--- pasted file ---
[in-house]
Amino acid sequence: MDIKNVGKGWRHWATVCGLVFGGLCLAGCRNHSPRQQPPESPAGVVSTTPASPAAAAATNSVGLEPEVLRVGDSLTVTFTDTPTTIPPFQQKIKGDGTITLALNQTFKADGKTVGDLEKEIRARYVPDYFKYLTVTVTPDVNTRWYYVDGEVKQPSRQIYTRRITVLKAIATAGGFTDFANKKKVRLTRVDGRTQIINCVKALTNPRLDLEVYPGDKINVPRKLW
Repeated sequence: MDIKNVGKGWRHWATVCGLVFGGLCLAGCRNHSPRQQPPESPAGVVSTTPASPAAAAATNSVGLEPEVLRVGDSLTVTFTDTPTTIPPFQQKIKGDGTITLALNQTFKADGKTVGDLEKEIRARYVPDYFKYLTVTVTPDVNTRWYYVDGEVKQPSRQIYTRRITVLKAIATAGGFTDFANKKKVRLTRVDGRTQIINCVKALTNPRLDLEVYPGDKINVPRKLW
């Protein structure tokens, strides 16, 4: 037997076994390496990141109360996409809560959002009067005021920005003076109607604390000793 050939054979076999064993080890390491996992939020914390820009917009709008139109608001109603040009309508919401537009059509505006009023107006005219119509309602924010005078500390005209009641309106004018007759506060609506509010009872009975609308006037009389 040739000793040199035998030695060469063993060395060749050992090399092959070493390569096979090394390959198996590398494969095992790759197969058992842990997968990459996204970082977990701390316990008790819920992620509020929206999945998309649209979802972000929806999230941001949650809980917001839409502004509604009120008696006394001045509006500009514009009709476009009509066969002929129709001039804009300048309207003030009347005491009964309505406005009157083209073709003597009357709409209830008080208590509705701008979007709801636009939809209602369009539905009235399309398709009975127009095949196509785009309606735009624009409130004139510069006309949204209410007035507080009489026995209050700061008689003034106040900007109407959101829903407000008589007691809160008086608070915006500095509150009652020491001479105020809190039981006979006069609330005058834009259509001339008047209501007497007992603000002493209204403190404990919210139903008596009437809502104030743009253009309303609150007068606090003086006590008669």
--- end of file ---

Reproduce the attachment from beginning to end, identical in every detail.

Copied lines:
[in-house]
Amino acid sequence: MDIKNVGKGWRHWATVCGLVFGGLCLAGCRNHSPRQQPPESPAGVVSTTPASPAAAAATNSVGLEPEVLRVGDSLTVTFTDTPTTIPPFQQKIKGDGTITLALNQTFKADGKTVGDLEKEIRARYVPDYFKYLTVTVTPDVNTRWYYVDGEVKQPSRQIYTRRITVLKAIATAGGFTDFANKKKVRLTRVDGRTQIINCVKALTNPRLDLEVYPGDKINVPRKLW
Repeated sequence: MDIKNVGKGWRHWATVCGLVFGGLCLAGCRNHSPRQQPPESPAGVVSTTPASPAAAAATNSVGLEPEVLRVGDSLTVTFTDTPTTIPPFQQKIKGDGTITLALNQTFKADGKTVGDLEKEIRARYVPDYFKYLTVTVTPDVNTRWYYVDGEVKQPSRQIYTRRITVLKAIATAGGFTDFANKKKVRLTRVDGRTQIINCVKALTNPRLDLEVYPGDKINVPRKLW
């Protein structure tokens, strides 16, 4: 037997076994390496990141109360996409809560959002009067005021920005003076109607604390000793 050939054979076999064993080890390491996992939020914390820009917009709008139109608001109603040009309508919401537009059509505006009023107006005219119509309602924010005078500390005209009641309106004018007759506060609506509010009872009975609308006037009389 040739000793040199035998030695060469063993060395060749050992090399092959070493390569096979090394390959198996590398494969095992790759197969058992842990997968990459996204970082977990701390316990008790819920992620509020929206999945998309649209979802972000929806999230941001949650809980917001839409502004509604009120008696006394001045509006500009514009009709476009009509066969002929129709001039804009300048309207003030009347005491009964309505406005009157083209073709003597009357709409209830008080208590509705701008979007709801636009939809209602369009539905009235399309398709009975127009095949196509785009309606735009624009409130004139510069006309949204209410007035507080009489026995209050700061008689003034106040900007109407959101829903407000008589007691809160008086608070915006500095509150009652020491001479105020809190039981006979006069609330005058834009259509001339008047209501007497007992603000002493209204403190404990919210139903008596009437809502104030743009253009309303609150007068606090003086006590008669």